This encounter has some similarities to the Stephen Maddox case. Maddox is a CCW Safe member and he’s been outspoken about his experience and has given us permission to talk about his story. During a motorcycle rally in North Carolina, Maddox was attacked three times by a former member of his motorcycle club. The first two attacks ended when bystanders pulled the aggressor away. Maddox retreated both times. When Maddox got to his motorcycle, he considered riding away, but it was dark, he wasn’t familiar with the area, and he was so shaken by the two attacks that didn’t feel he could ride safely. Maddox had established his threshold.

He called 911, but the call was cut short when his attacker approached for a third and final time. After being wrestled to the ground, Maddox fired five shots, which proved fatal, and he retreated to a safe location. Although he was prosecuted for the homicide, CCW Safe funded his defense, and I’m confident the efforts Maddox took to establish thresholds for the use of deadly force and his efforts to avoid the confrontation contributed to the short jury deliberation that led to his acquittal.

We’ve also explored the Gerald Strebendt case were the veteran Marine sniper and professional mixed martial artist encountered an aggressive, crazed motorist on a dark highway after a collision. Like the CCW Safe members we’ve discussed, Strebendt (who is not a member) called 911. While he grabbed the .223 rifle he had in his vehicle, he didn’t use it immediately. Instead, he retreated into the darkness while warning the aggressor to back away — nearly 90 feet — until he crossed a threshold where he no longer felt confident that he could safely retreat further. In fact, Strebendt allowed the aggressor to go well beyond a safe threshold; the crazed motorist got close enough to touch his rifle. Although Strebendt was arrested for murder (there were other compicating facotrs in his case), the prosecutor cited the agressor’s touch DNA on the rifle as reason for settling the case with substantially reduced charges.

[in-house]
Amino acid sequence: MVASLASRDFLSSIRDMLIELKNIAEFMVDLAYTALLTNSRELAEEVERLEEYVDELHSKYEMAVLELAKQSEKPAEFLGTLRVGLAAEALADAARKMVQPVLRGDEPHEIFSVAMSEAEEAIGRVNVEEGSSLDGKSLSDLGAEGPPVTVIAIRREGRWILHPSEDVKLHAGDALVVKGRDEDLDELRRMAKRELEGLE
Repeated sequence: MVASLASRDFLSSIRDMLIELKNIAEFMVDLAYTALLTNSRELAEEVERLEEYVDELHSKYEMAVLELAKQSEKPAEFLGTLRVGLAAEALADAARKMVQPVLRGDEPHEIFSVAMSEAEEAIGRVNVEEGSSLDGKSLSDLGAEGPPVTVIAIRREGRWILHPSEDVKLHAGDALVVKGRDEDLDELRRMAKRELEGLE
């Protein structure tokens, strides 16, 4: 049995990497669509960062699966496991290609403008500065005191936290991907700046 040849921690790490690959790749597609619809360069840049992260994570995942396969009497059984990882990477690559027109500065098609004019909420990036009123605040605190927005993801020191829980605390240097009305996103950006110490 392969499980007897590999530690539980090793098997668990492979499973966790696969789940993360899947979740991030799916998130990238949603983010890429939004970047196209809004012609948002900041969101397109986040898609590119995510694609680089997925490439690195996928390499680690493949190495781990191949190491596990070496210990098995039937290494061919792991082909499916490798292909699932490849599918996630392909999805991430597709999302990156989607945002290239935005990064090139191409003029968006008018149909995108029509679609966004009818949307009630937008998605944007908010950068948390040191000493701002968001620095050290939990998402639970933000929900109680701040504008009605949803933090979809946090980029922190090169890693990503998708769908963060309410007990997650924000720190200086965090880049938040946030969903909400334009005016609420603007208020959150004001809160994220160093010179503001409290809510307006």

The lesson for concealed carriers is that potentially deadly encounters with aggressive strangers often go through a series of escalations, and that gives you the opportunity to attempt to disengage, assess the threat, and establish a threshold that must be crossed before you resort to deadly force. In “duty to retreat” states, you’re legally required to attempt to retreat if you can safely do so; in so-called “stand your ground” states, it is a good practice that can help you avoid a deadly encounter, or help you avoid a worst case legal scenario if you’re forced to shoot.  Had the man in the fast food encounter resorted to his pistol earlier, he could have been prosecuted like Michael Dunn. Had Maddox not made such an effort to flee his attacker before using deadly force, a jury might not have been so obviously sympathetic. Had Strebendt fired before retreating into the darkeness, he would very likely  have been convicted of murder.


Shawn Vincent is a litigation consultant who helps select juries in self-defense cases, and he manages public interest of high-profile legal matters.  If you have any questions for Shawn, or would like more articles like this, let us know belo